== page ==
Tuesday, October 5, 2010

Adventures in Fostering

Reggie arrived on a  Tuesday, freshly neutered and having spent the better part of the week in the shelter. This may have actually been an improvement over his previous not-so-great living conditions. He was surprised to be invited inside the house and reluctant to accept, but once inside, busied himself inspecting every corner.

He was especially fascinated by Tucker's basket full of toys. He soon settled onto a dog bed (we have one in almost every room) to chew on a plush "tree stump" that comes with squeaky squirrels.

After an hour or so, we wrangled him into a harness for a walk where we would hopefully introduce him to Tucker. He pulled relentlessly on the leash and peed on everything within reach in a typical male dog fashion. The meet-and-greet involved lunging and growling, so we opted to keep the dogs separated via a gate between kitchen and living room. Reggie could have the kitchen and garage, Tucker could have the rest of the house. One at a time in the back yard.

This is our first venture into dog fostering and despite being responsible owners of a well-mannered dog, we were immediately and woefully unprepared for the demands of an unruly pit bull. Foster friends provided a crate (that after a week remains unoccupied), harness (necessary to control a strong dog), and gate tall enough to not be jumped over. Our yard contains Tucker who has no desire to go anywhere (we adopted him from the Humane Society and it didn't take him long to figure out this was a pretty good place to be), but there are numerous structural weaknesses that even a novice escape artist could crack.

Having lived in his own poop for quite sometime, Reggie was smelly and in need of a bath. But the instructions from the neutering demanded no baths, running or jumping for nearly two weeks. I used a warm washcloth to give him a sponge bath so we could stand to pet him.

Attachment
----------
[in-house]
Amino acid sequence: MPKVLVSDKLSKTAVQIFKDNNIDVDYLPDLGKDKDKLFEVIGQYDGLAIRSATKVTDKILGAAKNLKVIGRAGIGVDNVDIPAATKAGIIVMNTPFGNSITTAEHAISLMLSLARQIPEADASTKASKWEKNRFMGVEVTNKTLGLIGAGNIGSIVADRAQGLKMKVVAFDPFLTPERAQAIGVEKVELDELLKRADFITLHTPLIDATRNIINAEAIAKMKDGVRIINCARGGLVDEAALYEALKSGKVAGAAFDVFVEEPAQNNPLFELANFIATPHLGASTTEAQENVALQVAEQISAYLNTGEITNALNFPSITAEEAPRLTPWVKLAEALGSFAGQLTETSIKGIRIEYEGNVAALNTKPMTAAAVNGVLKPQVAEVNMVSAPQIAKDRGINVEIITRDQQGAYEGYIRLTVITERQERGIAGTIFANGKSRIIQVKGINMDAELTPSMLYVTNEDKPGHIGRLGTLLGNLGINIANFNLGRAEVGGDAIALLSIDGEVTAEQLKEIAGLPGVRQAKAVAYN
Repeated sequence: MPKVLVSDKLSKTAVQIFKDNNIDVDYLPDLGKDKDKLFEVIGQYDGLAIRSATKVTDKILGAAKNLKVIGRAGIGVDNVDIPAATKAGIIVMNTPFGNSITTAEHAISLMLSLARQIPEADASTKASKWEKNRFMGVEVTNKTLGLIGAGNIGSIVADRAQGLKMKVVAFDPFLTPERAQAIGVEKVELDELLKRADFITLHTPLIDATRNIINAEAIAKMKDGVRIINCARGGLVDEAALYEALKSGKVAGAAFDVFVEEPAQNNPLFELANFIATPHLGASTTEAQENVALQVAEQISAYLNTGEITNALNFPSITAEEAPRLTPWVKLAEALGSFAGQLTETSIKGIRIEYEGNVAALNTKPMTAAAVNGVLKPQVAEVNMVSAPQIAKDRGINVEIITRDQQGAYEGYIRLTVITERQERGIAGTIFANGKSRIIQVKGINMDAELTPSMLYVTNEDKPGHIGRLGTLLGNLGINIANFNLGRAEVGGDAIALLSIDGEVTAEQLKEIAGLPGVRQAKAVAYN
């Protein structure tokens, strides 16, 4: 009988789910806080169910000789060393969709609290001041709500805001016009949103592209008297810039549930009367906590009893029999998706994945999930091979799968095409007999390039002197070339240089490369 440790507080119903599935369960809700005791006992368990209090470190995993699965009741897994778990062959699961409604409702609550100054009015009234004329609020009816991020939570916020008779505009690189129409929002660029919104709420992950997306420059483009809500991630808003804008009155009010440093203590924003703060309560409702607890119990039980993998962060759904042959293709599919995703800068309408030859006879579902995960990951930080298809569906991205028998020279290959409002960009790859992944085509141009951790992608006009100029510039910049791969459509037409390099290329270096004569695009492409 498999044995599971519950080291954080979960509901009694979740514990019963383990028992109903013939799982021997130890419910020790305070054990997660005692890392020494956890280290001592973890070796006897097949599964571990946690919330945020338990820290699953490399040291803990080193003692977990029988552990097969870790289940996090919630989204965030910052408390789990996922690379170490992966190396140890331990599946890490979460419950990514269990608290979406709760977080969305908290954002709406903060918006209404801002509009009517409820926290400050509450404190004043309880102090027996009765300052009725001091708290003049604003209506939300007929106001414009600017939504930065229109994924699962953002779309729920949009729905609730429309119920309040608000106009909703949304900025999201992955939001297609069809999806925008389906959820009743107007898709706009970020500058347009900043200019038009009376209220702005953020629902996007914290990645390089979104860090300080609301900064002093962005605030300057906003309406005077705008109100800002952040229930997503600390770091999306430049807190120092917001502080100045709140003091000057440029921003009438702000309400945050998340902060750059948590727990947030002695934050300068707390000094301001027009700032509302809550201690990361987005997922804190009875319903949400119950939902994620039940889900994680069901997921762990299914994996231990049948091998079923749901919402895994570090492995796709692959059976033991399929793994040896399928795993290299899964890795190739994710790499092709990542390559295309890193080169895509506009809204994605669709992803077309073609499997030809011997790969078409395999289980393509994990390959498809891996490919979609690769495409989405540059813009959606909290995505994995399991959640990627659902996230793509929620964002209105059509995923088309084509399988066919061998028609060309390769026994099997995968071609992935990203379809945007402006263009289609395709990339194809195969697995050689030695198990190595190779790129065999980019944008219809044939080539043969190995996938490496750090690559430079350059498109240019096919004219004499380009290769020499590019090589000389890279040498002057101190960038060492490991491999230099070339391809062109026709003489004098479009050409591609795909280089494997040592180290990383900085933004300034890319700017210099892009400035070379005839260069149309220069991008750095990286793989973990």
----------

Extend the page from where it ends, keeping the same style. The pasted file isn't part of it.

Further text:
Reggie's most apparent trait was a strong desire to hump. Give him a hint of attention and he wraps himself tight around your leg. This was mildly amusing until I was in the back yard with him and thought I might not break free. After a mighty struggle, I regained control and sent him to the garage for "time out."

At suppertime, I gave him a scoop of Tucker's food and sat with him while he ate. He seemed to enjoy the company and didn't react at all when I rubbed his face and had my hands near his food. When his bowl was licked clean, he expressed his extreme gratitude by trying desperately to hump my leg again.

That first night was a little rough. We couldn't allow Reggie in the bedroom with Tucker and weren't sure what he might destroy if left alone in the kitchen, so we relegated him to the garage with a bowl of water and cozy dog bed. We learned that he has a tendency to squeak when he wants something, but he finally settled down and we didn't hear much from him til morning.

I had to leave early the next morning for a four-day work trip, so set my alarm in time to help with dog duties before I left. Scott did the usual routine for Tucker (breakfast NOW) and I let Reggie outside and fed him breakfast. He was eager for attention and responded by jumping up and giving kisses. The most-used phrase in our house this week was "Reggie, OFF!"

I was sad to leave the sweet boy so soon but knew he would be in good hands with Scott. We also have a neighbor who owns a pit bull and agreed to come by every day to let Tucker in and Reggie out.

Most disturbingly, he had an occasional cough that worsened overnight. He was hacking continuously and coughing up piles of foamy mucus. Foster friends to the rescue again: Charles picked up Reggie and took him to the vet. I was anxious to see him again on Friday evening.

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